August 2, 2008
Tracy Sixth-Graders Learn Life-Saving CPR Skills
By Jennifer Gokhman, Tri-Valley Herald, Pleasanton, Calif.
Aug. 2--TRACY -- Sixth-grade students at North Elementary School were excited to receive infant mannequins on their desks Thursday.
Learning CPR, or cardiopulmonary resuscitation, and first aid was a part of the students' school days since Tuesday. All sixth-graders at North Elementary receive training through the CPR for Kids program funded by the Tracy Hospital Foundation.
The training is available to any Tracy Unified school that wants to participate for third-, sixth- and 10th-graders. The students learn how to perform adult, child and infant CPR as well as the Heimlich maneuver. In addition, students learn about health and nutrition.
"It's to teach them safety," said Khushwinder Gill, assistant principal at North Elementary. "CPR and first aid can save someone's life on the playground and at home also. Safety is our first priority."
She added that if students are baby-sitting their siblings or other children, they will know what to do if something happens.
"It's an awesome program," she said. "The kids love it."
Students receive 75-minute lessons three days in a row. Those who participate fully receive CPR cards. Certification lasts for two years.
said Al Medeiros, a sixth-grade teacher who coordinates the days and times the training comes to North Elementary.
He said that a girl in one of his previous classes ended up using the skills she learned from the CPR and first aid training while baby-sitting. Medeiros said he also teaches his class what to do if something happens to him while he's teaching.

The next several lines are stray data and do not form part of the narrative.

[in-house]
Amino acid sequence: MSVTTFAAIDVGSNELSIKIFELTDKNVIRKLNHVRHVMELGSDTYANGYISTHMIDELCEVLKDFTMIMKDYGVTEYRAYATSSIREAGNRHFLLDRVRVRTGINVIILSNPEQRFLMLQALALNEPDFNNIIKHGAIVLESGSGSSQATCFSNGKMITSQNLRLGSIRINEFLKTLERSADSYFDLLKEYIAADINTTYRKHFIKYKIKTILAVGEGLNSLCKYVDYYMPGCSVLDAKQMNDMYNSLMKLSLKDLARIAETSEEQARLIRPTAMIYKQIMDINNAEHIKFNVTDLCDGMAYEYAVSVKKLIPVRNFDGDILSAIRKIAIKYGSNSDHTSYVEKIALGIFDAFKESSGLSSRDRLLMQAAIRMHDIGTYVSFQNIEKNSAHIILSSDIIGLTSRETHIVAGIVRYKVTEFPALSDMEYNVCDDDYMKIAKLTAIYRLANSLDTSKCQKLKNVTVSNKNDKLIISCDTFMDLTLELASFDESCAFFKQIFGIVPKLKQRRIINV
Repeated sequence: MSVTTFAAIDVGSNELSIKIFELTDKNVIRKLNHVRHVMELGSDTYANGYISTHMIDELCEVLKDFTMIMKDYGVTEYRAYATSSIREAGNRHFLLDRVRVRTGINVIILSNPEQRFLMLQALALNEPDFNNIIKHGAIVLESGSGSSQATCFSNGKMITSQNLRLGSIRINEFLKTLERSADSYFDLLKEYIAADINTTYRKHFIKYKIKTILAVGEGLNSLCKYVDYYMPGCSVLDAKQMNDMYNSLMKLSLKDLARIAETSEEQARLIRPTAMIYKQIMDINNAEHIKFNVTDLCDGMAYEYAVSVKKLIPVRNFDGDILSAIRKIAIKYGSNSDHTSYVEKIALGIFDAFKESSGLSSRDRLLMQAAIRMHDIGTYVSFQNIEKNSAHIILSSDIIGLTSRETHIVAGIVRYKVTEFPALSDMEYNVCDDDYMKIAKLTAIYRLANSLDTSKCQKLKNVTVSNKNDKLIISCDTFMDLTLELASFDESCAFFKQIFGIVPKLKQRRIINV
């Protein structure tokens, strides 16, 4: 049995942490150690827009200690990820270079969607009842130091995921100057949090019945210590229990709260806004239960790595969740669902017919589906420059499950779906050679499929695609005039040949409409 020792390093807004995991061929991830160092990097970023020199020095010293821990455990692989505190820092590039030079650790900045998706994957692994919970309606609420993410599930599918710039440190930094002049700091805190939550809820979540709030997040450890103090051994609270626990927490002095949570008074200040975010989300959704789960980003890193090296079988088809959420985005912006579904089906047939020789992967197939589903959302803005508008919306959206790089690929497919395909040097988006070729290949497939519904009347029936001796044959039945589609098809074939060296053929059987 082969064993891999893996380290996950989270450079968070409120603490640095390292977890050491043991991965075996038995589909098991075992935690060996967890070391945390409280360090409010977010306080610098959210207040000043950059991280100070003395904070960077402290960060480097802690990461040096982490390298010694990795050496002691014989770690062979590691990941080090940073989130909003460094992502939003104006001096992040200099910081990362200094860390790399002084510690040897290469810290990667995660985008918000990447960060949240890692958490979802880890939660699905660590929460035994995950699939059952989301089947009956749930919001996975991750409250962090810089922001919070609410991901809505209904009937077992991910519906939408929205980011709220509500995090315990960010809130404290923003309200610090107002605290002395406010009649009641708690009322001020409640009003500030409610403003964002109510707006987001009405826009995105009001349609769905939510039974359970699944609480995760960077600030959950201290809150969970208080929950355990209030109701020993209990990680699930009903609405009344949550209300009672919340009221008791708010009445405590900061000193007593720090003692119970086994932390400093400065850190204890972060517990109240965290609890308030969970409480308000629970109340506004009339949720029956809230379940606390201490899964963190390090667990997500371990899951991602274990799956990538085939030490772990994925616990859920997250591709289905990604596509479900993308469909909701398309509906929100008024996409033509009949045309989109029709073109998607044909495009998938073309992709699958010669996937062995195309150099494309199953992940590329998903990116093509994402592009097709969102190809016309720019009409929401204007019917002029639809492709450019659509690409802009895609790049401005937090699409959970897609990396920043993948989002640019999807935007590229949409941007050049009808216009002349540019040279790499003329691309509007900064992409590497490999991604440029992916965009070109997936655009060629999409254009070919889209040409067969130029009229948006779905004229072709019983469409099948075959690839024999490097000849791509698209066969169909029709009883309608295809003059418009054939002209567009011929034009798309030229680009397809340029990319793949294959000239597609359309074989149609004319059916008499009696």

"It was kind of cool because it taught us everything about people, saving their lives," said sixth-grader Susy Mendiola.
Instructor Kristine Orr from Life First Training Center in Stockton opened the class Thursday by asking students how they could prevent choking. Then students learned the Heimlich maneuver, used when people are choking to the point where they have difficulty breathing and can't speak.
They learned alternative methods for when a person is too large to wrap their arms around and what to do if they are alone and start choking.
"It was pretty fun," said sixth-grader Petra Ann Martinez. "It's important to learn in case someone does choke in your family."
Orr taught the signs of choking and told how a boy who had received training saved his high school librarian with the Heimlich maneuver when she choked on a piece of apple.
"He knew what to do, and he reacted," she said.
When people choke to the point where they become unconscious if the Heimlich maneuver doesn't work, CPR is the next step, as well as calling 9-1-1.
Orr also told the students they should not call 9-1-1 unless it is a real emergency. If they were choking and alone, they could dial 9-1-1, and emergency personnel would come to wherever they were.
"They are trained to send help," Orr said. "They know there are numerous situations where people can't talk. That's why calling 9-1-1 to prank call is not a good idea. ... It's a false alarm. Your parents could be fined."
Reach Jennifer Gokhman at 209-832-6144 or [email protected]
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Copyright (c) 2008, Tri-Valley Herald, Pleasanton, Calif.
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